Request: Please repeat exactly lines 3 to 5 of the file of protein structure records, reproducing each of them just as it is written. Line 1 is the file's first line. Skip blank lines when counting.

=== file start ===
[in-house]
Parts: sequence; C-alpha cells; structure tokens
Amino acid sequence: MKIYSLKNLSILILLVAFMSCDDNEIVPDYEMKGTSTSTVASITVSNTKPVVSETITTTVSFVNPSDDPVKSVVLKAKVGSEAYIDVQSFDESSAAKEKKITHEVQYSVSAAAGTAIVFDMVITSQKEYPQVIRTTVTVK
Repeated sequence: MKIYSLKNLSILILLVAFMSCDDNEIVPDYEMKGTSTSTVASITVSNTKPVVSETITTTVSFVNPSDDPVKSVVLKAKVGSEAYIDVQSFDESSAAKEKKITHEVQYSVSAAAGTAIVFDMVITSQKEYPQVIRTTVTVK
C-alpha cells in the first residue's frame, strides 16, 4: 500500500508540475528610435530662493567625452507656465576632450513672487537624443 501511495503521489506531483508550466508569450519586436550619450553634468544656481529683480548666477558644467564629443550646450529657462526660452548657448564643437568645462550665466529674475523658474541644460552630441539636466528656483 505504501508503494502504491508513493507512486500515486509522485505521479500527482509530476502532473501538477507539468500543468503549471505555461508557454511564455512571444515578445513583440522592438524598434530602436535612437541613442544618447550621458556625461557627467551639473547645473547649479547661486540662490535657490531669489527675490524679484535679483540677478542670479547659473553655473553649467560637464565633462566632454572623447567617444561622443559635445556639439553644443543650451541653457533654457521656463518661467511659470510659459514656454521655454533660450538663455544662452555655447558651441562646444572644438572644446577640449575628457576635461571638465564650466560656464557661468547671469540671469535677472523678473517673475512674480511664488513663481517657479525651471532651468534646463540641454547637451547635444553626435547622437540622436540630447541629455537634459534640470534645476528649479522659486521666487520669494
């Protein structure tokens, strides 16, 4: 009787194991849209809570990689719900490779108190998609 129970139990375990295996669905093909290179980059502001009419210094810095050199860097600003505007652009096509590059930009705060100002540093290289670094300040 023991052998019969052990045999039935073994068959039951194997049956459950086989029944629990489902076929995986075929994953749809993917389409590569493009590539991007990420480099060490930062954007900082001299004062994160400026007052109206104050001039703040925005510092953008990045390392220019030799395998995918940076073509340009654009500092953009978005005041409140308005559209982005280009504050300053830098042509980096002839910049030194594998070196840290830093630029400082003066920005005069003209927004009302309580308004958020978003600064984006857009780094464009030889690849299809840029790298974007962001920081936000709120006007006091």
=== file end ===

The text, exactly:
Amino acid sequence: MKIYSLKNLSILILLVAFMSCDDNEIVPDYEMKGTSTSTVASITVSNTKPVVSETITTTVSFVNPSDDPVKSVVLKAKVGSEAYIDVQSFDESSAAKEKKITHEVQYSVSAAAGTAIVFDMVITSQKEYPQVIRTTVTVK
Repeated sequence: MKIYSLKNLSILILLVAFMSCDDNEIVPDYEMKGTSTSTVASITVSNTKPVVSETITTTVSFVNPSDDPVKSVVLKAKVGSEAYIDVQSFDESSAAKEKKITHEVQYSVSAAAGTAIVFDMVITSQKEYPQVIRTTVTVK
C-alpha cells in the first residue's frame, strides 16, 4: 500500500508540475528610435530662493567625452507656465576632450513672487537624443 501511495503521489506531483508550466508569450519586436550619450553634468544656481529683480548666477558644467564629443550646450529657462526660452548657448564643437568645462550665466529674475523658474541644460552630441539636466528656483 505504501508503494502504491508513493507512486500515486509522485505521479500527482509530476502532473501538477507539468500543468503549471505555461508557454511564455512571444515578445513583440522592438524598434530602436535612437541613442544618447550621458556625461557627467551639473547645473547649479547661486540662490535657490531669489527675490524679484535679483540677478542670479547659473553655473553649467560637464565633462566632454572623447567617444561622443559635445556639439553644443543650451541653457533654457521656463518661467511659470510659459514656454521655454533660450538663455544662452555655447558651441562646444572644438572644446577640449575628457576635461571638465564650466560656464557661468547671469540671469535677472523678473517673475512674480511664488513663481517657479525651471532651468534646463540641454547637451547635444553626435547622437540622436540630447541629455537634459534640470534645476528649479522659486521666487520669494